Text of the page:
Wednesday, September 21, 2016
The Fallacy of the ontological argument H1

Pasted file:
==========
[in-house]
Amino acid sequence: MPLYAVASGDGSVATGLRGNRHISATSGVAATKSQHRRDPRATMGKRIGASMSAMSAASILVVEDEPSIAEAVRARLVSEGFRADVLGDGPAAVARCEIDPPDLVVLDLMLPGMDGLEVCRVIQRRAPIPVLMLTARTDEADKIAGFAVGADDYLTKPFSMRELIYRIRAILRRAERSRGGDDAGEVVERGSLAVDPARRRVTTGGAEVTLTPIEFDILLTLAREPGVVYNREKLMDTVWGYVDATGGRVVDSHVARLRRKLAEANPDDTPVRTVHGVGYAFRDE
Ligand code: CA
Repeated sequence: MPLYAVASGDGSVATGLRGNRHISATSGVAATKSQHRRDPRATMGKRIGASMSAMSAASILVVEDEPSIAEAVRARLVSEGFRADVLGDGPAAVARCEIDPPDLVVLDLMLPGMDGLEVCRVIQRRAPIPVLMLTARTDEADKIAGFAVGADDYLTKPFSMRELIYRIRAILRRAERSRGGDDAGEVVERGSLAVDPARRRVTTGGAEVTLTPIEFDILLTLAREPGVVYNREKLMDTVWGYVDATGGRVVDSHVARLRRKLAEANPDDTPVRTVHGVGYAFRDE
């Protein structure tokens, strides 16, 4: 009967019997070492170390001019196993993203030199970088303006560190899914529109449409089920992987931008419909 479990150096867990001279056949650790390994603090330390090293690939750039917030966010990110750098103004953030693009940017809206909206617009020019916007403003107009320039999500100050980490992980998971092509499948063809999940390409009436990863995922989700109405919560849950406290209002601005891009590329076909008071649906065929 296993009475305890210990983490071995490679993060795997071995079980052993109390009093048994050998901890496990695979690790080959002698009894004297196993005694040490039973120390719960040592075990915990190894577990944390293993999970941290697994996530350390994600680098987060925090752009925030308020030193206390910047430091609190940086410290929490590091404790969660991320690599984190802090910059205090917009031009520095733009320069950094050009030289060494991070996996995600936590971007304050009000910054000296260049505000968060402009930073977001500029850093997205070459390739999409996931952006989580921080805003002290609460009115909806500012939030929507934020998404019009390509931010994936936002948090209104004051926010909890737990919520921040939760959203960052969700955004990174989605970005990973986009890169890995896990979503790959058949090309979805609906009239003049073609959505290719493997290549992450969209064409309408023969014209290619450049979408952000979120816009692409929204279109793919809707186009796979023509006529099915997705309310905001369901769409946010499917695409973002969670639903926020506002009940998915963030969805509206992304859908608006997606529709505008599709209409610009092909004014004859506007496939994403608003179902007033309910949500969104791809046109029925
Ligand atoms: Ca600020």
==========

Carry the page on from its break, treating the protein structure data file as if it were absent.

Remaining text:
Although very interesting this argument holds no real truth. "The ontological argument is the argument that God, being that than which no greater can be thought of, has to exist, because if he did not then it would be possible to conceive of an existent God, which would be greater than that than which no greater can be conceived" (https://www.princeton.edu/~grosen/puc/phi203/ontological.html) Hard to follow? Yea me too, its absurd. This argument has been debated heavily with no real wins for the supporters. Its almost fallen off the map, not completely, but pretty close. Anselm apparently proposes to treat the understanding or the mind as if it were a place, and to speak of things existing "in the understanding". Anselm's assumption here is that if I understand claims about God, then we may say that God exists in my understanding or in my mind. Now I want you to imagine a cake, a huge cake, a great cake. Greater than can ever be conceived. Now this cake exist in your understanding therefore it is real, yes? Nope. The cake is not real but only exists in your mind. But this is where he contrasts the existence of god in your understanding versus the existence of god in reality. God is a being of which no other being can be conceived. My cake is a cake of which no greater cake can ever be conceived. Therefore they both exist in reality. Now you can believe whatever you want religiously, and by no means am i comparing a cake to God. Im using the analogy of a cake to explain the ideas of existence vs reality in the understanding. But the argument that is given in this philosophy is too convoluted and never makes any real points. As interesting as it is, it is absurdly false.